Despite its unmistakably devoted fanbase, stoner metal has been veering on a downward slump for a few years now. One of the reasons perhaps is that the sub-genre all too often has become merged with doom metal and stoner rock, where bands from all three fields favour the same themes and concepts when writing new material. Thank the drug-addled spiritual icon in the sky then, for the likes of Wo Fat, a band that, with every successive record, seems to surge forward both confidently and musically. Wo-Fat are the sort of band that restrict naysayers of stoner metal whilst at the same time developing their own adventurous take on the sub-genre, and 2016’s “Midnight Cometh” is no stranger to that point.
The album opens up with two menacing, monolithic efforts which could easily claim to be among the heaviest tunes Wo Fat have ever crafted in their 13-year career. The lengthy ‘There’s Something Sinister in the Wind’ reaps the rewards of having a beautifully enhanced riff section before the hazy vocal delivery of both Kent Stump and Michael Walter infiltrate the already mesmerising sound. From this point onwards, the whole song seems to rely on tried-and-tested albeit still fresh experimentation involving elaborate percussion techniques and almost sludgy, mind-melting guitar work. Whilst pace isn’t quite in favour of the song’s progression here, it’s more than made up for thanks to a relaxing vibe retained throughout, enabling both Stump and Walter to balance the musicianship whenever they feel fit to do so. The neighbouring ‘Riffborn’ certainly lives up to its title. Riffs bask in hazy glory once again, and the accompanying lyrical content makes frequent allusions to the days of Hendrix and Purple, where it’s hard for the listener not to get cloaked in a cloud of groovy metallic sludge. Essentially, it explodes in places where the audience doesn’t quite expect, and that’s what makes the opening moments of “Midnight Cometh” so indulgent.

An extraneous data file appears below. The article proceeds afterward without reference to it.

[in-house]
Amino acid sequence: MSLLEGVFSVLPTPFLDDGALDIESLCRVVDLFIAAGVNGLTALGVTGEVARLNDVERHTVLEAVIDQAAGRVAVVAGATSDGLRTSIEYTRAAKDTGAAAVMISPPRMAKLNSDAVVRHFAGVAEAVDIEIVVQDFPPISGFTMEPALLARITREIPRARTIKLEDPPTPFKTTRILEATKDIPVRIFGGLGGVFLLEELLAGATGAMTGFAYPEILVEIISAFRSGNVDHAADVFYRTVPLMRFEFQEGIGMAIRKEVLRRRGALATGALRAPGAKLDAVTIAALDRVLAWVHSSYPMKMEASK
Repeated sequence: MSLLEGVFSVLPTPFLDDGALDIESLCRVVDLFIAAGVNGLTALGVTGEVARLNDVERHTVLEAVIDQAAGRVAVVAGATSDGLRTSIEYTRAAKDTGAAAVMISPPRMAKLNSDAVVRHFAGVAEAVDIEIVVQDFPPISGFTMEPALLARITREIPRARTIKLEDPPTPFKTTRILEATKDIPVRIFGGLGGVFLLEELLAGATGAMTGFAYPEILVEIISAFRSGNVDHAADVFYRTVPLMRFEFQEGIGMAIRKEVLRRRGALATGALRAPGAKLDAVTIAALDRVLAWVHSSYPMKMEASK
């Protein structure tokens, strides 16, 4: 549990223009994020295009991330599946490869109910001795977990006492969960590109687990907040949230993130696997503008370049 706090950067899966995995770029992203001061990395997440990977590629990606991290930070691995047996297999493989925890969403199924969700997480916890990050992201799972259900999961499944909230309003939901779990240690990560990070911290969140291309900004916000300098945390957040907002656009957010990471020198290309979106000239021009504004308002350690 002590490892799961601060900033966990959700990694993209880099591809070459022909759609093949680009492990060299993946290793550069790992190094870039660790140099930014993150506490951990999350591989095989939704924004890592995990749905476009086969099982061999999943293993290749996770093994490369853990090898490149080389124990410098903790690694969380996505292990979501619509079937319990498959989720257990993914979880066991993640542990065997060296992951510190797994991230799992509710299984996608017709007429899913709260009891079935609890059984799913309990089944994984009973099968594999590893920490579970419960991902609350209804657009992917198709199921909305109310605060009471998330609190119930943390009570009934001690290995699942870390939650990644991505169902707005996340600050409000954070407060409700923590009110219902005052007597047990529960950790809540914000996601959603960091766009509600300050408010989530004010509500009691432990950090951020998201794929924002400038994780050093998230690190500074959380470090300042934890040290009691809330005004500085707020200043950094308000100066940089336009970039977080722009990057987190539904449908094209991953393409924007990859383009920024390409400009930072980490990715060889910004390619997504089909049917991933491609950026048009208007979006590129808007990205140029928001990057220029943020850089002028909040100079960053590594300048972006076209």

That said, the rest of the album almost falls flat at times, and unfortunately, there aren’t any salvageable opportunities to ensure that “Midnight Cometh” retains the original energy it started out with. ‘Of Smoke and Fog’ is arguably the most experimental number of the record, though only because it dips its whole proverbial body into the world of blues and the lighter side of stoner rock. As enticing as this may be for particular fans, on the whole it represents a step down from the more menacing vibes of Wo Fat’s heavier material, and it almost threatens to descend into a more-or-less pointless jam section. Then again, Wo Fat bring back the instrumental gusto and manage to finish the song on a high. The album’s second half unfortunately carries on with this slight downward spiral, but there are moments of glory where you’ll likely be reminded that Wo Fat are back in full form. The largely percussive mid-section of ‘Three Minutes to Midnight’ and album closer ‘Nightcomer’ both signify heavier underlying sounds the more you listen to them, and despite the nasally vocals overcoming the instrumental presence of the band, you can surely appreciate the amount of enjoyment which went into every song of “Midnight Cometh”.
“Midnight Cometh” naturally continues the adventurous and open-ended journey of Wo Fat’s already lengthy career, and even though it doesn’t quite match the quality of the band’s past works, it does a good job of reminding its audience that the band are more or less at the forefront of stoner metal itself.
Released: 20th May 2016
- There’s Something Sinister in the Wind
- Of Smoke and Fog
- Le Dilemme de Detenu
- Three Minutes to Midnight